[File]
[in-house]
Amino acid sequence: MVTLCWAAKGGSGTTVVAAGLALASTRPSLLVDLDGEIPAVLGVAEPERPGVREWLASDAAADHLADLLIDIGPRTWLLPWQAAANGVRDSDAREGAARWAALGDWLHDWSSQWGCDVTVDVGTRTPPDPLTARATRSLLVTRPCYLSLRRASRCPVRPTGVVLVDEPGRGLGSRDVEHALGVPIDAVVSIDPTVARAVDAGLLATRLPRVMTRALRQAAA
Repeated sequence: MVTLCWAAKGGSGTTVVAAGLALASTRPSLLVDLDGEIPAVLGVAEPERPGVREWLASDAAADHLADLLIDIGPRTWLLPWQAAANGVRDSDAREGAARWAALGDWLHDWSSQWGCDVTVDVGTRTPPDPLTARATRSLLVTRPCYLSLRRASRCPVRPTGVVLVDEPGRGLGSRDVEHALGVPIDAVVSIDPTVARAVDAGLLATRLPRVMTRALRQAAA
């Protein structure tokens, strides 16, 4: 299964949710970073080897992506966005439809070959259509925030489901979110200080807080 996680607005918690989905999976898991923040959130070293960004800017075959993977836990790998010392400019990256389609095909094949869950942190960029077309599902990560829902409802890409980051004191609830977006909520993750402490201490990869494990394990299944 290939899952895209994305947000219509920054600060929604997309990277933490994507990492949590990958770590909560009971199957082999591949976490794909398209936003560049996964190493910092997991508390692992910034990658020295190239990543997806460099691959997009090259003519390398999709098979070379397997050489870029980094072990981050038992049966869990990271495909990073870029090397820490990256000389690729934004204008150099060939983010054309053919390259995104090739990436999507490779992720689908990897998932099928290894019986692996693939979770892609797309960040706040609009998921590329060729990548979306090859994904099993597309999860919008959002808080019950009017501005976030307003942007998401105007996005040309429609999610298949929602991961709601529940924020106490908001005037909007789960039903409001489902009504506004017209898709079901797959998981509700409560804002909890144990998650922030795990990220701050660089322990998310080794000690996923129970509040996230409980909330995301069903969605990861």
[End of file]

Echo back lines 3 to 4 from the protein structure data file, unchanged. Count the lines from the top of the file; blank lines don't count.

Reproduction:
Repeated sequence: MVTLCWAAKGGSGTTVVAAGLALASTRPSLLVDLDGEIPAVLGVAEPERPGVREWLASDAAADHLADLLIDIGPRTWLLPWQAAANGVRDSDAREGAARWAALGDWLHDWSSQWGCDVTVDVGTRTPPDPLTARATRSLLVTRPCYLSLRRASRCPVRPTGVVLVDEPGRGLGSRDVEHALGVPIDAVVSIDPTVARAVDAGLLATRLPRVMTRALRQAAA
């Protein structure tokens, strides 16, 4: 299964949710970073080897992506966005439809070959259509925030489901979110200080807080 996680607005918690989905999976898991923040959130070293960004800017075959993977836990790998010392400019990256389609095909094949869950942190960029077309599902990560829902409802890409980051004191609830977006909520993750402490201490990869494990394990299944 290939899952895209994305947000219509920054600060929604997309990277933490994507990492949590990958770590909560009971199957082999591949976490794909398209936003560049996964190493910092997991508390692992910034990658020295190239990543997806460099691959997009090259003519390398999709098979070379397997050489870029980094072990981050038992049966869990990271495909990073870029090397820490990256000389690729934004204008150099060939983010054309053919390259995104090739990436999507490779992720689908990897998932099928290894019986692996693939979770892609797309960040706040609009998921590329060729990548979306090859994904099993597309999860919008959002808080019950009017501005976030307003942007998401105007996005040309429609999610298949929602991961709601529940924020106490908001005037909007789960039903409001489902009504506004017209898709079901797959998981509700409560804002909890144990998650922030795990990220701050660089322990998310080794000690996923129970509040996230409980909330995301069903969605990861």